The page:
20 Nov 2023

Brush up Your Introductions

It’s party season and now is the time to brush up your social skills. The ability to make smooth and courteous introductions will help ensure that parties go with a swing. If you are a host, introducing your guests to each other is a good way of launching them into the social maelstrom. If you are already in a conversational group and are joined by a friend or acquaintance, introducing them to everyone else will ensure that they feel fully embraced and are not left to loiter, unacknowledged, on the periphery. Finally, if you’re working the room and boldly approaching strangers, then you will certainly need to introduce yourself, which is a perfect icebreaker.

In days gone by, when people moved in smaller social circles, it was considered almost rude to make introductions (although at formal occasions names would be announced), as it could imply a person was an outsider if they did not already know the other guests. This is no longer the case, and it is now more polite to over-introduce than to assume people know one another.

Traditional Introductions

As the person making the introduction you should make sure you have the attention of both parties, but avoid steering them physically, for example with a hand on the shoulder. Wait for an appropriate moment and do not interrupt the conversation or force the person you wish to introduce on to the person you would like them to meet.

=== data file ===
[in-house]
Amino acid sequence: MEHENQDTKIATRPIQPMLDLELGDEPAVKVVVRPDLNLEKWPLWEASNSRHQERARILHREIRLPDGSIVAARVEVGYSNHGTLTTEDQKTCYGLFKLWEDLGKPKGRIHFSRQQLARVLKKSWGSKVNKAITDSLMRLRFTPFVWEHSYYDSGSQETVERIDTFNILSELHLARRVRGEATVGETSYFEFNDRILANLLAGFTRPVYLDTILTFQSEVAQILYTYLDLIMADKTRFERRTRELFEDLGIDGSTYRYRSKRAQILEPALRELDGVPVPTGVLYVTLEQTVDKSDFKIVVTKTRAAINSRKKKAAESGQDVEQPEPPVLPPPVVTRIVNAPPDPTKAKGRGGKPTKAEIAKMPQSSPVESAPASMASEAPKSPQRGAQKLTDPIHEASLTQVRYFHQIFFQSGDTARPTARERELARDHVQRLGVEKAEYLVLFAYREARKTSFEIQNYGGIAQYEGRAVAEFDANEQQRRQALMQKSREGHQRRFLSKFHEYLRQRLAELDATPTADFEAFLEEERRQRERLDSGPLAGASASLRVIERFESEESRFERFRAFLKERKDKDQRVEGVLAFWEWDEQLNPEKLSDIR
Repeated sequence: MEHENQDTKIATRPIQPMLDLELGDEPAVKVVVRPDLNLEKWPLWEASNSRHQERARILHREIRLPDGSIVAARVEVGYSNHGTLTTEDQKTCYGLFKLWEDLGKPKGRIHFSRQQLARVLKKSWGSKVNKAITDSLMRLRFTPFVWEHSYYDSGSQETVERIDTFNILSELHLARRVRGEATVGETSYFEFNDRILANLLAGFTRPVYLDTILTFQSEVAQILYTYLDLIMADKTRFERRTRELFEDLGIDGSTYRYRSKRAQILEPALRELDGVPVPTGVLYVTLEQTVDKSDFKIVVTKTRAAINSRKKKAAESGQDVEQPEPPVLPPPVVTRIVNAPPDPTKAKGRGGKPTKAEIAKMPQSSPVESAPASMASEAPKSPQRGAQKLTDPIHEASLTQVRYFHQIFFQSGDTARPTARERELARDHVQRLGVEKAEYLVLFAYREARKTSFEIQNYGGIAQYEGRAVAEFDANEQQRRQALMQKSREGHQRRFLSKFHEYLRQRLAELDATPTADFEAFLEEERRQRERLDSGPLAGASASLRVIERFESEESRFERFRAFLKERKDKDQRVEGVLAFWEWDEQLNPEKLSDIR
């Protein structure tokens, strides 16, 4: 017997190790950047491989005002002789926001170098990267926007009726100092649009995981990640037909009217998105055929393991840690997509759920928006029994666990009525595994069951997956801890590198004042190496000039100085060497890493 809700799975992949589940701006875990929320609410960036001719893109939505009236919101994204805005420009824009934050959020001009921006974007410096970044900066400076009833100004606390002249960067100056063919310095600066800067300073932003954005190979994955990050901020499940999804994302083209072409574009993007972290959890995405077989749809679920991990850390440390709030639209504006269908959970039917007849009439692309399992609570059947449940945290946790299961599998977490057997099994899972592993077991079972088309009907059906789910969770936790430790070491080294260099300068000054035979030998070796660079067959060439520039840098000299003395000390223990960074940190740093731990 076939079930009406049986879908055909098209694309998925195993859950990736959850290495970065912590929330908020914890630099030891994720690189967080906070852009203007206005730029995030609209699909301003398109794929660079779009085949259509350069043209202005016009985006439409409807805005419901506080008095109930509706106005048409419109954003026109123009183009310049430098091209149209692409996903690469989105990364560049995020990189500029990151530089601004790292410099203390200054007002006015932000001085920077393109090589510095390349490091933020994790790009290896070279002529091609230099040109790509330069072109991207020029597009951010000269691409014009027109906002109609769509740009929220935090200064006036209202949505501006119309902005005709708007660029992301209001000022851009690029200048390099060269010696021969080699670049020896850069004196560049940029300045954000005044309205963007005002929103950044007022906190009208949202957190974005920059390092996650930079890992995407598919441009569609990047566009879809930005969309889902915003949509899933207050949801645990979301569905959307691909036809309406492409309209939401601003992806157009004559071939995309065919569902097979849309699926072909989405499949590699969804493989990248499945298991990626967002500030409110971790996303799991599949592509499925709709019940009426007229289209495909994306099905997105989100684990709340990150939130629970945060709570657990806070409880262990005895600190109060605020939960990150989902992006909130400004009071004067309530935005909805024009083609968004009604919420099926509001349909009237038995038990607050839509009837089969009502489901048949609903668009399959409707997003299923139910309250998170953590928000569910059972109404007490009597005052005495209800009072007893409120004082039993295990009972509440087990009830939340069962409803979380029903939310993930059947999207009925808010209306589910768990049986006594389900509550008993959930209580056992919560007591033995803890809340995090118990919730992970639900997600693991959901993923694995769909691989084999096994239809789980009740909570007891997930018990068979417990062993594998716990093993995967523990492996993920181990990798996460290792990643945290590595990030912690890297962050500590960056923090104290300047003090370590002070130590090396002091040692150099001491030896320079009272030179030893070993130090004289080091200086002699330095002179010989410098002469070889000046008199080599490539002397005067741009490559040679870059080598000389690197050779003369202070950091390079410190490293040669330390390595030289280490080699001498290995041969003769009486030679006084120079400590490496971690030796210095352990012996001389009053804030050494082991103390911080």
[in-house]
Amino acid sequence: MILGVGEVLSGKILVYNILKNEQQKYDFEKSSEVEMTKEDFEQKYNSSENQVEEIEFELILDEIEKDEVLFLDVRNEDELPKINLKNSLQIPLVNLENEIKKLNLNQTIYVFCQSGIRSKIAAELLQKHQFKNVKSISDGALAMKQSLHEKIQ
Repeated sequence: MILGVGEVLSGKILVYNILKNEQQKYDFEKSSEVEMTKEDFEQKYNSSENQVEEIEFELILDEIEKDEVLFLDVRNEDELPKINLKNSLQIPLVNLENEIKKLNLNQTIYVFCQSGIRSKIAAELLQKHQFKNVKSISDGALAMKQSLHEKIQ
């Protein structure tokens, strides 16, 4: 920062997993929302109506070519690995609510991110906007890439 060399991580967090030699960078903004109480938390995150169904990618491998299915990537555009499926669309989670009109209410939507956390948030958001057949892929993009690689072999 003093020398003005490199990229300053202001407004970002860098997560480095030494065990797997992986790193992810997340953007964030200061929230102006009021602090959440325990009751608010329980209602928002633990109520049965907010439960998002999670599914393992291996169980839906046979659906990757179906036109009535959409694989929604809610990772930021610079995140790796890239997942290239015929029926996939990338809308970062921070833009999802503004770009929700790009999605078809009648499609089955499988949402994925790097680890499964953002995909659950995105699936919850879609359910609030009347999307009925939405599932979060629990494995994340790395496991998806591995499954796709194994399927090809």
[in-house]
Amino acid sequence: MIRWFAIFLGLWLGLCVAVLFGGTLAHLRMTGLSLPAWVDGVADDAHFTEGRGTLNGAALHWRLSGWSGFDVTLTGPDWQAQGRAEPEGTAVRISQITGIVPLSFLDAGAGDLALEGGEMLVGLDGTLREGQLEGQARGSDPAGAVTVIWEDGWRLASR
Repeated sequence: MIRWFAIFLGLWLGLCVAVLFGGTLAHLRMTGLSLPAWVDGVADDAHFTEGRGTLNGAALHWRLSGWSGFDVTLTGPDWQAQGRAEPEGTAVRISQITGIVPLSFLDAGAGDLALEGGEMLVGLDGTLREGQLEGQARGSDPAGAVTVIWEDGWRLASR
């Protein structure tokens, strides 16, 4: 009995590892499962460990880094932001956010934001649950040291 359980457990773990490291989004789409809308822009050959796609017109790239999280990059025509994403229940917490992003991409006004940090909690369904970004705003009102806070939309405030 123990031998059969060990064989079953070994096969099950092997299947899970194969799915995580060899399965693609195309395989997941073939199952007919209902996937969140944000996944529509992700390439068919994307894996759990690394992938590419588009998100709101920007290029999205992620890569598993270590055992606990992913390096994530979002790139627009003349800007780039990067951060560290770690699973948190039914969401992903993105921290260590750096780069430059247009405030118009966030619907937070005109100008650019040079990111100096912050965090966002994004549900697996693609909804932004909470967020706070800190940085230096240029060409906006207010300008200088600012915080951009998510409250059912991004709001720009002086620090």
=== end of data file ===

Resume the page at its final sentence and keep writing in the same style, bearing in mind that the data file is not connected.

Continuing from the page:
It was traditional to signal precedence and respect by the name that was said first (the person addressed in the introduction) and courtesy gave honour to those who were female, older or more distinguished.

Thus, men should be introduced to women: “Charlotte, may I introduce John Cavendish? John, this is Charlotte Berkeley”. In the same way, younger people are introduced to their elders or junior employees to more senior people, such as directors (“Mr Goodman, may I introduce our new research team member, Tommy Dorsey?”). Husbands and wives should be introduced separately by name (“Richard and Kate Mortimer”), not as “the Mortimers”.

If you suspect that people are likely to have met before, you may want to say: “Charlotte, I am sure you know John Cavendish?”.

You may wish then to add a short explanation or provide some information: “John is a wine expert”, or “Charles has just moved back to London from Dubai”. You might even be able to find a little nugget of common ground – “I know you are both tennis fans” – which might act as a launchpad for a conversation.

Traditionally, it was considered helpful to give both first name and last name, as it provides more information, which is the object of the exercise. In more informal situations, you might decide to dispense with surnames, and it is quite acceptable to do so.

Bear in mind that introductions should help people to decide what mode of address to use. If you know someone very well, and use a nickname, it is more helpful to introduce your friend by the name the other person may be expected to use.